My memory is hazy of the rest of the match. It was a very foggy night in Airdrie who played at an unfeasibly high altitude for lowland Scotland. I do recall that the game finished 1-1 but I think I also recall Fashanu coming over to the away fans and clapping us, ostensibly for being the first set of opposition fans to let him play football and not treat him as any different.
We were smug about that all the way home. It took our mind off an awful game which the fog had thankfully prevented us from seeing to a large extent.
That game was nigh on 20 years ago and, notwithstanding more Blatter stupidity on the issue and a major political party intent on making homophobia a major plank of its policy platform, the world is a more tolerant place.
As if that theory needed evidence, it comes at modern day Jeld Wen Field in Portland where at least one gay rights rainbow flag has been draped behind the goal at the Timbers Army's North End for some time.
Timbers Army spokesman Garrett Dittfurth explained how that came about:
That's Sunday White's capo nest and she is an out and proud lesbian who is married to her partner. There is also another one or two that fly in the crowd from some of our other out members.
Basically they asked some of the game day operations guys if they thought anyone would have a problem with it. They were told the only problem would be if someone had a problem with them waving their gay pride flags.
It's one thing to be supportive but another to be the first to stick your head above the parapet.
I sought out Sunday herself and asked about the thought process behind bringing the flag:
I am an out and proud lesbian in a committed relationship. I bring that flag to every match because this is my home and I am proud of my community, family and support.
Far from it being a contentious move, Sunday makes the point that there is unanimous support for her flag:
I have only had positive responses from team, the town and the Timbers Army. If there are negative responses I would like to hear them. When there are negative comments on social media I am very active at educating that it is unacceptable.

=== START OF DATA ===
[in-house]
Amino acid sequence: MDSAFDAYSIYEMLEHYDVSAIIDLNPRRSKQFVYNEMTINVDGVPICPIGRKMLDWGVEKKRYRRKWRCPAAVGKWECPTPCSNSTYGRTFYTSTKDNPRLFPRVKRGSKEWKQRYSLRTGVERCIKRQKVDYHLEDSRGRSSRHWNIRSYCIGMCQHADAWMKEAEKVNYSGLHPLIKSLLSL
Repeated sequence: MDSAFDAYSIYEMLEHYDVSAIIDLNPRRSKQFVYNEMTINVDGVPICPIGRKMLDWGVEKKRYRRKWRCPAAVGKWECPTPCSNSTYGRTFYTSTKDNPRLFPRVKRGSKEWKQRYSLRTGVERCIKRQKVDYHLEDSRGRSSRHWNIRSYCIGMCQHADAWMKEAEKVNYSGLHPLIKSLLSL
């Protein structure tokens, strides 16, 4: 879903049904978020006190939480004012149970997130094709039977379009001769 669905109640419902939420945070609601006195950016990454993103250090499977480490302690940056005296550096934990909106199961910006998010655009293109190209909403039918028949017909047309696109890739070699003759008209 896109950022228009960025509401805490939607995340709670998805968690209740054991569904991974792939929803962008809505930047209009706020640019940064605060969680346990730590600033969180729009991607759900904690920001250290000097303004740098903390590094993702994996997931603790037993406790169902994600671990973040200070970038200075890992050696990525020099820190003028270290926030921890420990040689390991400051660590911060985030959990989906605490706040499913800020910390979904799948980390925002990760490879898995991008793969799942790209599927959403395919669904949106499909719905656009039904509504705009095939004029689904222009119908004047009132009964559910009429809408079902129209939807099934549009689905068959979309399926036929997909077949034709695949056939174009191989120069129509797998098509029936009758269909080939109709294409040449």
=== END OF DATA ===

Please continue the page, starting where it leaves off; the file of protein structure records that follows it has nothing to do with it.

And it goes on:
I am sure I have annoyed lots of unthinking people who use words like gay or faggot as negative slang without analysing their roots and meanings.
Dittfurth is not naive enough to think that attitudes in the liberal cities of the west coast are yet fully representative of America's values but he does believe they may well be the values of the soccer community:
Portland is obviously a little bit more of a liberal city than say Dallas but I think soccer fans in general in the United States are more accepting regardless of where they live. In certain parts of the country simply being a soccer fan alone makes some people a target for discrimination so I think a lot of the US soccer community is incredibly understanding of Robbie's situation.
And if he turned up in an opposing jersey? Dittfurth is sure the Timbers fans would want to emphasise the point:
I think Robbie would be somewhat of an icon if he played for Portland. I know that the team attempted to sign him before he went off to Leeds and I am positive the fans would embrace him wholeheartedly if he played here.
If he played against us I don't think the situation would be very different. I would expect he'd get a lot of cheers and applause in introductions from our fans. We'd go on and treat him like any other opposing player for 90 minutes and then clap him off the pitch when it was over.
So please Robbie Rogers, the last time I saw you play you scored your first ever international goal and were MVP as the USA beat Grenada 4-0 in Seattle.
I know you can play our sport and deep down I suspect you still want to. If any player mouths off to you in the locker room about your personal life, let them retire.
Or worse still, make them explain their remarks to Sunday White.